At Ifra‘s annual Beyond the Printed Word conference this afternoon, Atsushi Sato, deputy manager of the Digital Media Division of The Asahi Shimbun of Japan described how his newspaper operates its sites for mobile phone users.
His newspaper, which has a daily circulation of 12 million copies daily, operates 12 mobile phone information sites and earned $33 million, in a nation in which almost everyone uses a mobile phone. His divisions average annual revenue per users is $53.30, which by comparison puts its mobile on par with the revenues earned by only a few top American newspaper websites. It earns those revenues despite earning a relatively small commission on use of its content by mobile phones. When a mobile phone user accesses the content, she is billed by her phone company, which in turn gives Asahi a ten percent commission. The average amount that Asashi earns per user per service is only $0.07875 per month. Fortunately, his services have lots of users.
Asahi has created and grown its mobile sites by creating a main site, seeing what topics of content are most used on it, and then creating new sites about that content. Among its sites:
- Asahi-Nikkansports, a joint venture with Nikkansports, provides up to 170 sports articles per day, updating throughout the day.
- Asahi Lifeline, a site that keeps users informed about natural or man-made disasters.
- Asahi Mobile Shorts, which provides nine 15-second video clips and 5 still photos daily. Sato said that Asahi had found 15-second to be a good length of time on mobile phones.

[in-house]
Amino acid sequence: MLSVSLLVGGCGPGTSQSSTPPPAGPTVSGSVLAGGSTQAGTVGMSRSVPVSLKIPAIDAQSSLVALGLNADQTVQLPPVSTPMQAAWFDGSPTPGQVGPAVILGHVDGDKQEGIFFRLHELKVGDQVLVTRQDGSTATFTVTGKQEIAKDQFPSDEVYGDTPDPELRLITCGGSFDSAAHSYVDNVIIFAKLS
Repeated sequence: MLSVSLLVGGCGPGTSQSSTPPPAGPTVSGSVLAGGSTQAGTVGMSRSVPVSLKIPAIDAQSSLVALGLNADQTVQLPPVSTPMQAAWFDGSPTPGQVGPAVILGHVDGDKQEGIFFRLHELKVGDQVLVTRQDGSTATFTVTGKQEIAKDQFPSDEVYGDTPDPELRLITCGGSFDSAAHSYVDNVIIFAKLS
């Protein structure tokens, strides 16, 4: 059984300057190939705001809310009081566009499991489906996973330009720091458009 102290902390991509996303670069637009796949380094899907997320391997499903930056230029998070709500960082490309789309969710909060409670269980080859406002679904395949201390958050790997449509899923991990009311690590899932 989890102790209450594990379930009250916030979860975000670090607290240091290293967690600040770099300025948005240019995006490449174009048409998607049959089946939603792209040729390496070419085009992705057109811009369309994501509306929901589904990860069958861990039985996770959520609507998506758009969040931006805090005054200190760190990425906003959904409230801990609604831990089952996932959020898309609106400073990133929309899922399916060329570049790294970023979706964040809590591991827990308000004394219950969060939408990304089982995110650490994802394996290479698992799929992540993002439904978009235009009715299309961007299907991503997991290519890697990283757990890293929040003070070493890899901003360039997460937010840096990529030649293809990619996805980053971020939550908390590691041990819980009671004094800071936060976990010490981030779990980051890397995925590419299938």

- Nikkan Geino, an entertainment news site, heavy on celebrity and Hollywood news.
- Asahi Otona no Hondana, a site that offers the contents of ebooks and manga (graphic comics). Sato said this site had grown 386 percent during 2006 and was a major source of revenues.
- R25 Mobile, which offers a free magazine (no charge to the user’s phone bill).
- Mixi, a social networking service, which has 10 million users.
- Mobage, a free game service, which has 7 million users.
- Kaor-Checki, a site people can user to compare themselves to TV personalities, which has 10 million users.
Sato said his division employs 150 people full-time.
He said it faces threats from Web browsers becoming installed into Japanese mobile phones (which are based on more simpler graphical interfaces); from a saturation of the Japanese mobile market; and from the disinclation of young people (ages 18-30) to pay for online content. Sato said that part of his division’s future strategy will be to concentrate e-books, manga, and also on paid services for older people.